The Next Battlefront For Robots
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Robotics isn't only the thing of science fiction that most consider it to be.
Personal robots have always been adept at war. But now they're getting better at doing some of the more mundane things, such as fetching medicine for the elderly and chasing dust balls around the room.
"Robotics is a large part of the solution," said Colin Angle, CEO and co-founder of iRobot, a Massachusetts company best known for developing and selling a robotic vacuum cleaner.
The toughest job, said Angle, is not developing such systems as the Roomba and floor-washing Scooba, but convincing people that they actually interact with people and extend the reach of health care workers through Internet connections and wireless technology.
Hospitals are also looking to mingle sophisticated imaging systems with precise mechanics to create robots that perform operations that are beyond even the most expert surgeon.
One project, for example, involves using robots to remove a blood clot from the micro vessels in a human eye.
A lot of the non-military robotics research money is now being spent on developing systems that can provide cheaper personal care to the elderly, said Angle. Driving this development are skyrocketing health care costs, overcrowded and understaffed nursing homes, and an aging population that includes health care workers.
About a third of all nurses are 50 years or older, and 40 percent will be older than 50 by 2010. The challenge of caring for the elderly is getting more expensive, he said.
Relying on a robot for personal care may be a tough sell, however, since most people think of these as either cute little Star Wars droids or human-hating battle-bots straight from Hollywood central casting.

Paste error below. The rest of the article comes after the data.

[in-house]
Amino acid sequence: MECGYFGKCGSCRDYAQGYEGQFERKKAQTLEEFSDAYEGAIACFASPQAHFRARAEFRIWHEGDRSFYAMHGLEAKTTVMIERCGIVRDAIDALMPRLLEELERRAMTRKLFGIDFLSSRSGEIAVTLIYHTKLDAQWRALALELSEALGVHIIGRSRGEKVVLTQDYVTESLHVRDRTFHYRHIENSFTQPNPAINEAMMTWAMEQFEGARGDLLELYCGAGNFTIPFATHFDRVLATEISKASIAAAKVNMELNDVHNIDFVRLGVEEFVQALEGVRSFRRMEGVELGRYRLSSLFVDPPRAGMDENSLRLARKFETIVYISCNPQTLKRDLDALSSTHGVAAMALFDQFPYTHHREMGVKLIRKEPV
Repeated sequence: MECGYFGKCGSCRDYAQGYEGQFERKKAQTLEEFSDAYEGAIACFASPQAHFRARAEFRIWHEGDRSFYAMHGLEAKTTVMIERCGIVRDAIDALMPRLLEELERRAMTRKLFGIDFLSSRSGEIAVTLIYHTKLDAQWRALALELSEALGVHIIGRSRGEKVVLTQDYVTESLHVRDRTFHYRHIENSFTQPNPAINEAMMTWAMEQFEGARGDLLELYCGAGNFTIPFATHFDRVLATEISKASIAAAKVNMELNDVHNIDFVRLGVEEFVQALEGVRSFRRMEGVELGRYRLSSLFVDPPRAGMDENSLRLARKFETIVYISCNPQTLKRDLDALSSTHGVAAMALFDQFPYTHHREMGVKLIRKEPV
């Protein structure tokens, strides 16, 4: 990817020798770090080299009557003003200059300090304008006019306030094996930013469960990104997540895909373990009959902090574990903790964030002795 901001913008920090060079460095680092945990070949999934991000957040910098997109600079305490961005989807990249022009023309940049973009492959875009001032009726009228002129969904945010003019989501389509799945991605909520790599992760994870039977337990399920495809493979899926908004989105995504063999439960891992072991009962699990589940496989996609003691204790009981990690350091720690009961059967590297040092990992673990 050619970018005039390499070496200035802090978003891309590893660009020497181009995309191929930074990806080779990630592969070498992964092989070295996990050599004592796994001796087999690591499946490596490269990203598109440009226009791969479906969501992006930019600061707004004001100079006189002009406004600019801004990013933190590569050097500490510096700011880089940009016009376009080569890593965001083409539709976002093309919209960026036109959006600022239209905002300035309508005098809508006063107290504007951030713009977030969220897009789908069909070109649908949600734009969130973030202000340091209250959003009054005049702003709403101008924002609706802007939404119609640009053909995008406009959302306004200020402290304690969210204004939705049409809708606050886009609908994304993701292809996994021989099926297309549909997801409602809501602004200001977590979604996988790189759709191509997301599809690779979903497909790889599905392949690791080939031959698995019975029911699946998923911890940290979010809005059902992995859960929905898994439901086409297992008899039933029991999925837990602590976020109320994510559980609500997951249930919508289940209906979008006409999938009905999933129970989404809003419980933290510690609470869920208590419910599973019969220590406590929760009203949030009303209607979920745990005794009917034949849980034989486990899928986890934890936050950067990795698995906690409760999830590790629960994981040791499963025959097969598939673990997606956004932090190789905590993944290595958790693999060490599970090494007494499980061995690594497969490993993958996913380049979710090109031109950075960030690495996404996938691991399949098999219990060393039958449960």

Not much is being done to change that image. At a recent conference on the future of robotics, sponsored by Boston University's Department of Manufacturing and Engineering, most of the presentations focused on the war-time use of robots and other military machines that worked without much human intervention.
An iRobot Packbot.
Angle said iRobot is also working with the Defense Advanced Research Planning Agency (DARPA) to develop bomb-sniffing Packbots that are designed to protect soldiers from landmines and other improvised explosive devices (IEDs).
Networked prototypes are also being tested that pinpoint a sniper's gunshot, triangulate the position and instantly tell soldiers where to direct their fire to take the sniper out.
There are now more than 300 Packbots in use in Iraq, Afghanistan and other military hotspots worldwide, said Angle, who added that the idea is "to keep soldiers out of the casket." There is also a cost-savings involved, since it costs millions to train and deploy each soldier and tens of thousands for each small robot.
The benefits of robotics to the military also go well beyond the "dull, dirty and dangerous," said Stephen Welby, director of DARPA's Tactical Technology Office.
Remote control and robotics airplanes have been used since World War II and now are an important part of the war in Iraq. Included in the robot arsenal are eight giant Global Hawk and 60 Predator unmanned aircraft, he said.